It’s possible the remains pre-date the orphanage, and are either native or from a family burial of the Johns. It strikes me as odd, although plausible, that the orphanage was burying children on the site; are we talking a butterbox baby-like disregard for dead children? Or did the church operate a cemetery? Or, maybe the communists at the Labour Council have some skeletons in their closet, so to speak.

3. If only everyone were paid less, we’d all be richer

In the next battle in the war against working people, a bunch of people are about to get locked out:

Screen Shot 2014-08-09 at 7.43.13 AM

4. Justin Bourque pleads guilty

The Moncton shooter doesn’t offer a mental illness defence, and the crown asks for three consecutive life sentences.

5. Wild Kingdom

Skunks have arrived on Cape Breton Island, possibly crossing over on the causeway or via the ice in the winter.


1. What’s a little putrefied air in the big picture?

Gail Lethbridge tells a parable that sounds a whole lot like the Northern Pulp Mill saga.

2. Harper’s attack on federalism

Ralph Surrette chronicles the undermining of the principle of equalization.

3. Hating on puppies

Valerie Bradshaw of Dartmouth brings a wonderfully cantankerous view to the dog park issue: “People do not have to own dogs,” she writes. “It is their choice to and therefore their responsibility—not ours, as a collective, to care for and control them. Public off-leash parks and trails are just a bad idea.”

4. Triple shooting in 1964

Bill Spurr writes about the terror that gripped the south end 50 years ago yesterday, as children were being shot at random. Two died: 11-year-old Gordon Hartling and 12-year-old James Squires. The 18-year-old shooter, Edward Boutilier, turned himself in and was committed to the Nova Scotia Hospital, where he killed himself 10 years later.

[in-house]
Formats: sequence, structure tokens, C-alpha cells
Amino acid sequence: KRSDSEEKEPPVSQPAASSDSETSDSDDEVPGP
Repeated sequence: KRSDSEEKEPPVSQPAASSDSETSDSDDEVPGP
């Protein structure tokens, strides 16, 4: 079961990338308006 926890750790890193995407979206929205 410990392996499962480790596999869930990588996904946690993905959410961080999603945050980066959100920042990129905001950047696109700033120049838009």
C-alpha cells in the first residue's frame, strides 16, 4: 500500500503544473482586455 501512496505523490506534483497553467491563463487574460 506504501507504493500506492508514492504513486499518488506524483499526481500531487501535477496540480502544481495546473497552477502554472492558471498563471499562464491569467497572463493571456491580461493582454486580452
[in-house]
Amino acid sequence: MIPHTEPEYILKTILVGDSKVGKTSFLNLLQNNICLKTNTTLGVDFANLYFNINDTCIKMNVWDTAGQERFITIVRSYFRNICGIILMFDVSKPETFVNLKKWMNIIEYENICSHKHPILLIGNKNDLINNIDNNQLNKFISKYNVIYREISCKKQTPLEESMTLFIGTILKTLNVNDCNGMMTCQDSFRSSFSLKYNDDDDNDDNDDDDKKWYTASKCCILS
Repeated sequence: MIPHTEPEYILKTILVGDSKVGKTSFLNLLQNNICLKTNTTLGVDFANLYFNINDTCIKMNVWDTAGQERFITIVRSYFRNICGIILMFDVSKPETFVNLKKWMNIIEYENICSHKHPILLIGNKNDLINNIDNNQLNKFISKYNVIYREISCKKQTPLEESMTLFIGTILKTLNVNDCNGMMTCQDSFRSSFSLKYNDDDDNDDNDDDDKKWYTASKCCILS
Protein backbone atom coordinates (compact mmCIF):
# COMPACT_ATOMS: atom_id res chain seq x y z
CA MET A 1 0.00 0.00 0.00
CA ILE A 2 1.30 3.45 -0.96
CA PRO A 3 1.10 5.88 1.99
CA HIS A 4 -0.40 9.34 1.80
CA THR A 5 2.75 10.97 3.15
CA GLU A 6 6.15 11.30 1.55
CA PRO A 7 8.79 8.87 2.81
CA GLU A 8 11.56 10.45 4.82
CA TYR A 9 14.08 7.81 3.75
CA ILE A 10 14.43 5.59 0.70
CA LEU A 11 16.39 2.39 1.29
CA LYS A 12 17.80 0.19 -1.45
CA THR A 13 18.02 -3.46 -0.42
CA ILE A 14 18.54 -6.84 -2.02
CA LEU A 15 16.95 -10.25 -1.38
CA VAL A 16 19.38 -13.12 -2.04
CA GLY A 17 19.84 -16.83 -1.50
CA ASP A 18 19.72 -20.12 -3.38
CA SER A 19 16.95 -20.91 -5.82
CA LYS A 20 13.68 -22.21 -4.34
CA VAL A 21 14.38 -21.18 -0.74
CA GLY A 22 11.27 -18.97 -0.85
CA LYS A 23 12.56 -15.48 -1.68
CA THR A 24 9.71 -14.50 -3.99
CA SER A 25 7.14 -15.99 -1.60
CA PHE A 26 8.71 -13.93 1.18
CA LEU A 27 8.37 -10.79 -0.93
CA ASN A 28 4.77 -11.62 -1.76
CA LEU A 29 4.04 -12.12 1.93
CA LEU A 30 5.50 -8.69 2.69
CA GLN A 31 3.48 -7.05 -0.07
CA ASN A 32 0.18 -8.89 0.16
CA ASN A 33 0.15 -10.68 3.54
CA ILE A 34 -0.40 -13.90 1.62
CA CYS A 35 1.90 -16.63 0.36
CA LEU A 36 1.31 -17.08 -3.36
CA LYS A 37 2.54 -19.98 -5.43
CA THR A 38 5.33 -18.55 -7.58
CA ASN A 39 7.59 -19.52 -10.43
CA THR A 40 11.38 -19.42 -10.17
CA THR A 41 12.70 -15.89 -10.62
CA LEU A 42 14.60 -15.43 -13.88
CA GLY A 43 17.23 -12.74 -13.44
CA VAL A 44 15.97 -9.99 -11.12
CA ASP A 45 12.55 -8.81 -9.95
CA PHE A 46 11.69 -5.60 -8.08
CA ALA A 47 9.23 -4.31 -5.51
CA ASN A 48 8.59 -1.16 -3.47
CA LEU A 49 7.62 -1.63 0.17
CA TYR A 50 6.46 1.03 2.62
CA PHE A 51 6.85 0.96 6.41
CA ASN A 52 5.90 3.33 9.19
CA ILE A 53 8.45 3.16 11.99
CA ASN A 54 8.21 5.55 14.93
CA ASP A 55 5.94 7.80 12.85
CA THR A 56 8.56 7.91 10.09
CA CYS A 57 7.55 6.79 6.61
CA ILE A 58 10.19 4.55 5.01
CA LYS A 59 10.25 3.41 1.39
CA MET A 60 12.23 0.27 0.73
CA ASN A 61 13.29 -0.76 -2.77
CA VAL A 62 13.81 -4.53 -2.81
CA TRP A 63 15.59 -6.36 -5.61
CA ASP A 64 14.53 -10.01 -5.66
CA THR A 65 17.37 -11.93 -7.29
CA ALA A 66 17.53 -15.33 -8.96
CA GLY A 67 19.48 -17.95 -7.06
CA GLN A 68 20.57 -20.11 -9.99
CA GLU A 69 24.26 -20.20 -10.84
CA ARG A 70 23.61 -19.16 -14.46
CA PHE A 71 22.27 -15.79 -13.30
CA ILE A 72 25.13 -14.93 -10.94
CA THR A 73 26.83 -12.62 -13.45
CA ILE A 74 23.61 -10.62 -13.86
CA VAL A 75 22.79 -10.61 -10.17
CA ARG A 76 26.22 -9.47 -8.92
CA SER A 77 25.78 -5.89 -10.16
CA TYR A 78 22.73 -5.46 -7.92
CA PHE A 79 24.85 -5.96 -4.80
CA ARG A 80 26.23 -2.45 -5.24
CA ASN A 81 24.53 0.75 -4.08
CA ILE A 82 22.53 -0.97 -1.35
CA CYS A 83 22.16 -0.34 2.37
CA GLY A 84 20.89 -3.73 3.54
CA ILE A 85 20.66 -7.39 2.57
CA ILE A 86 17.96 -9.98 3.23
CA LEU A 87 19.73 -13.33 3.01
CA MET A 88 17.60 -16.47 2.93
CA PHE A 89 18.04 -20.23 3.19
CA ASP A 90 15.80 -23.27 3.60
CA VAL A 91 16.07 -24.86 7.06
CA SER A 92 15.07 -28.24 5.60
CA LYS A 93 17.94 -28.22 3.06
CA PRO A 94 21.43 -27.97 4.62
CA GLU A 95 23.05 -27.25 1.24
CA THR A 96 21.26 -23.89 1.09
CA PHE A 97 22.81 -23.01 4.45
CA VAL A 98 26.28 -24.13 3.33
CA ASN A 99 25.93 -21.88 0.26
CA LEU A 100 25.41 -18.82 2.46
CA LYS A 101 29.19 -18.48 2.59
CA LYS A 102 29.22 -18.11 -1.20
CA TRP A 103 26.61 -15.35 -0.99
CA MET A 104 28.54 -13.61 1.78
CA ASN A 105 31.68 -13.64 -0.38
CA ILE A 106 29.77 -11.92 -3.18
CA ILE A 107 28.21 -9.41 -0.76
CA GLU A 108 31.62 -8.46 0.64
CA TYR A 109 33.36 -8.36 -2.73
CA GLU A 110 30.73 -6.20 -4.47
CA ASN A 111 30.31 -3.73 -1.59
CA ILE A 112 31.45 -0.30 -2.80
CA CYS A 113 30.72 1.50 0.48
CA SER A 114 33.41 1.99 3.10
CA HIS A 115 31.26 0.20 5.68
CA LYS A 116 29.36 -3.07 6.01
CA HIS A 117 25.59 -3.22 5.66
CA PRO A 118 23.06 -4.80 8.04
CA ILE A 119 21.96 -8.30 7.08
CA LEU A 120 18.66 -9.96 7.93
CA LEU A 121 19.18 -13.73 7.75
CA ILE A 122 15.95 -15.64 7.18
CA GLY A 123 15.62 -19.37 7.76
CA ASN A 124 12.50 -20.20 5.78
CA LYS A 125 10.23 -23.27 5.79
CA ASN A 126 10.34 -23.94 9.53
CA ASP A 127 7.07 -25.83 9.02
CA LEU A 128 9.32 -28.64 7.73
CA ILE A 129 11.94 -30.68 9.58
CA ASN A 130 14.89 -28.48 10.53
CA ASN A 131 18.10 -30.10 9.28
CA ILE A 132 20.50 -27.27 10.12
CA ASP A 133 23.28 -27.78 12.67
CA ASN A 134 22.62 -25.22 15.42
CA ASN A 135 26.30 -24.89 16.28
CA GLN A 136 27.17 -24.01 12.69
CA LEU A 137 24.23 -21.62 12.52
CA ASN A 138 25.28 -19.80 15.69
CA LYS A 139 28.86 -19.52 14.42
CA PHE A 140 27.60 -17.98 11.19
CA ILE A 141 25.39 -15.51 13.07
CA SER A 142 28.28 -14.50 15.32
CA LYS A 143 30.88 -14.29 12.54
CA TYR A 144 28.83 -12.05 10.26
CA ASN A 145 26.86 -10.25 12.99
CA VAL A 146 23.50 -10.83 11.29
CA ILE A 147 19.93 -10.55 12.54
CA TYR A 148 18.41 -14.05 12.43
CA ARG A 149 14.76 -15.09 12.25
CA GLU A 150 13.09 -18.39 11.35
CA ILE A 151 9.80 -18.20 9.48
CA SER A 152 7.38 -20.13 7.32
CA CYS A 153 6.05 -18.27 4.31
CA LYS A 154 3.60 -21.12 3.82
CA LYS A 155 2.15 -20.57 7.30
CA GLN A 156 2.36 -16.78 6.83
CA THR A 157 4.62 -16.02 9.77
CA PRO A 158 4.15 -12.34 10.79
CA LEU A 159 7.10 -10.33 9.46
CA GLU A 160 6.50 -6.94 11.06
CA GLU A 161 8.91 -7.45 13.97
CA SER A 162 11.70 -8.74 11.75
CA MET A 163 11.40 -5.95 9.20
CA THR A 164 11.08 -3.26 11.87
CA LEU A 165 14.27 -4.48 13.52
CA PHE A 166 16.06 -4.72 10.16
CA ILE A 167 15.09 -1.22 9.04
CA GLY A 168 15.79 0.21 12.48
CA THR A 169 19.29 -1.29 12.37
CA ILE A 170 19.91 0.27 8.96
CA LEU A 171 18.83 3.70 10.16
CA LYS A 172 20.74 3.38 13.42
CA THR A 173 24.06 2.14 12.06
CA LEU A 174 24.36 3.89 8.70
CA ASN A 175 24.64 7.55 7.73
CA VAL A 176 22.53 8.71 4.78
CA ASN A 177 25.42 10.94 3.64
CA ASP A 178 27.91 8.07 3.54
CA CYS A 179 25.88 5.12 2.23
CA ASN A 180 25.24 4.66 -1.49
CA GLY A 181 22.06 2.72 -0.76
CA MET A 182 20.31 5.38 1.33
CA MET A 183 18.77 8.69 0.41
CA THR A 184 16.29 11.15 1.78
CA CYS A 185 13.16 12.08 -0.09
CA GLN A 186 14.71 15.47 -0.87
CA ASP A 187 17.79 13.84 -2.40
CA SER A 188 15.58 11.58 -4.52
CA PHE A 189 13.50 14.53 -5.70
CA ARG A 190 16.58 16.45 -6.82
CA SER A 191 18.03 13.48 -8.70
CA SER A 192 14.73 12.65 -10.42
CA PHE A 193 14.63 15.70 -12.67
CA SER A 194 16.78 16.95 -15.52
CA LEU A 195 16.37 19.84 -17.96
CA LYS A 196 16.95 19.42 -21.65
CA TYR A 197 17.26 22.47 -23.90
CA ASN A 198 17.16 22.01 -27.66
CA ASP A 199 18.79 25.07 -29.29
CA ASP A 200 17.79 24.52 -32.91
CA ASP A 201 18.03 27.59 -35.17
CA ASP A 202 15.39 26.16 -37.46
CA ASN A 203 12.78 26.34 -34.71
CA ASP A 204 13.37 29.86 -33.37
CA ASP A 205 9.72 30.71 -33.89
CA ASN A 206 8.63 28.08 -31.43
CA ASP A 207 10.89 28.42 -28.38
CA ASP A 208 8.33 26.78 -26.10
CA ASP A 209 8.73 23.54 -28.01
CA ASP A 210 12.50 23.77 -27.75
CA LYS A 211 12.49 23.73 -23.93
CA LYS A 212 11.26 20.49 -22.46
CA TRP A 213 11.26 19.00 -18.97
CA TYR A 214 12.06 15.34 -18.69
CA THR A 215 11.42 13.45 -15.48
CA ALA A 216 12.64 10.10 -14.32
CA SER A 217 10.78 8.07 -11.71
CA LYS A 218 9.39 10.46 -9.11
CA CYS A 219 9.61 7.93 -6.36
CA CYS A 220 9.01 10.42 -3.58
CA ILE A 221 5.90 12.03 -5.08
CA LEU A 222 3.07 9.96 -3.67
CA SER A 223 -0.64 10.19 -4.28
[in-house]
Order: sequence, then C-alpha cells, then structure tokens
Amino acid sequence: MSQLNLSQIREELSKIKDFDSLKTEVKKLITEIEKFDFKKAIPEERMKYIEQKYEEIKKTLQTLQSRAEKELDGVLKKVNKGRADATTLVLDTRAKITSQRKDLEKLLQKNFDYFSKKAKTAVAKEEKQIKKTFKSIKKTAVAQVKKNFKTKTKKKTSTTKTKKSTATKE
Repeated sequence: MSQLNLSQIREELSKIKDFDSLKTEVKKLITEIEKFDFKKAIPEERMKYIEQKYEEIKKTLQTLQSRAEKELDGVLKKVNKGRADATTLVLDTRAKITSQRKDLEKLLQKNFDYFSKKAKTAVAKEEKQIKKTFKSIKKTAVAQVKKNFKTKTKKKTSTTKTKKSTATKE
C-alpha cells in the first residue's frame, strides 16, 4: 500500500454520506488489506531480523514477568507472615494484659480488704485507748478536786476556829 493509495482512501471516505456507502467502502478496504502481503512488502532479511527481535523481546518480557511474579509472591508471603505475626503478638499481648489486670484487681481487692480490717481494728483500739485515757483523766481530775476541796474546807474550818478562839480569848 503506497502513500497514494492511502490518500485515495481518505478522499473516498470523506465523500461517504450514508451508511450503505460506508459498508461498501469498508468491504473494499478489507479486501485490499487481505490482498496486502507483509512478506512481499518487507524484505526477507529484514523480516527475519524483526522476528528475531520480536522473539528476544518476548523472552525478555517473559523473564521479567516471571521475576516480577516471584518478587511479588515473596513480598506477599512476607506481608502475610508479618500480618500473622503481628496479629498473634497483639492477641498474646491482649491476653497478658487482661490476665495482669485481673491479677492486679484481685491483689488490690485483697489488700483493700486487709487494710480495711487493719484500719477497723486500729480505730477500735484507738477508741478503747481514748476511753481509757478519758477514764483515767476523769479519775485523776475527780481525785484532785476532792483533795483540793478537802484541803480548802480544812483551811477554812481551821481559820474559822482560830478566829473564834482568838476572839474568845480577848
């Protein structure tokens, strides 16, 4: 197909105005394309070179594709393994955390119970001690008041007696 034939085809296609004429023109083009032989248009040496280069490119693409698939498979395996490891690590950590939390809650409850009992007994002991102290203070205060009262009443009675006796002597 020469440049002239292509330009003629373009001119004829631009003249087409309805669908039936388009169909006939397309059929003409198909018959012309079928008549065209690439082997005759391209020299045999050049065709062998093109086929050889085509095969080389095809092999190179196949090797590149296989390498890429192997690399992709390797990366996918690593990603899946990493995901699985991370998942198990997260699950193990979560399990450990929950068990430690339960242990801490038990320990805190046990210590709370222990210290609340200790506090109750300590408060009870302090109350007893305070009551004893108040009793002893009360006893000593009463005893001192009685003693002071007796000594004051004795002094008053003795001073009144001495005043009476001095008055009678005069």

In the harbour

(click on vessel names for pictures and more information about the ships)


Maersk Pembroke, container ship, Montreal to Pier 41
Zim Constanza, container ship, Tarragona, Spain to Pier 42
Star Falcon, oil tanker, New Orleans to Imperial Oil


Fusion to St. Pierre
Maersk Pembroke to Rotterdam
Zim Constanza to New York

Daily Plug

Hard to believe, but Time Cube still exists. Created in 1997 by Gene Ray, the site was perhaps the first and truest evidence that the internet would go on to release the full batshittery of humankind. Here’s Ray explaining it:

YouTube video


Bedford resident Pascal Devillers has started Pay2Charge Charging Solutions which will hawk per-use cellphone charging stations, because we just need to make the world that much crappier.

A man named Barry Braun has started Women Reshaping the World, Inc. The business is hosting three “leadership conferences,” the first in Halifax at the Wold Trade and Convention Centre on October 7, for just $225, or $175 if you purchase your ticket before August 15, proving that there is no limit to the gullibility of the public. This reminds me of the classic video showing Halifax’s oh-so-credulous business class going crazy over motivational speaker Tony Robbins. (I’m trying, without luck, to embed that video here. If anyone can help with that, I’d appreciate it.)

I watch that video every time they tell me to get on page on the convention centre.

Tim Bousquet is the editor and publisher of the Halifax Examiner. Twitter @Tim_Bousquet Mastodon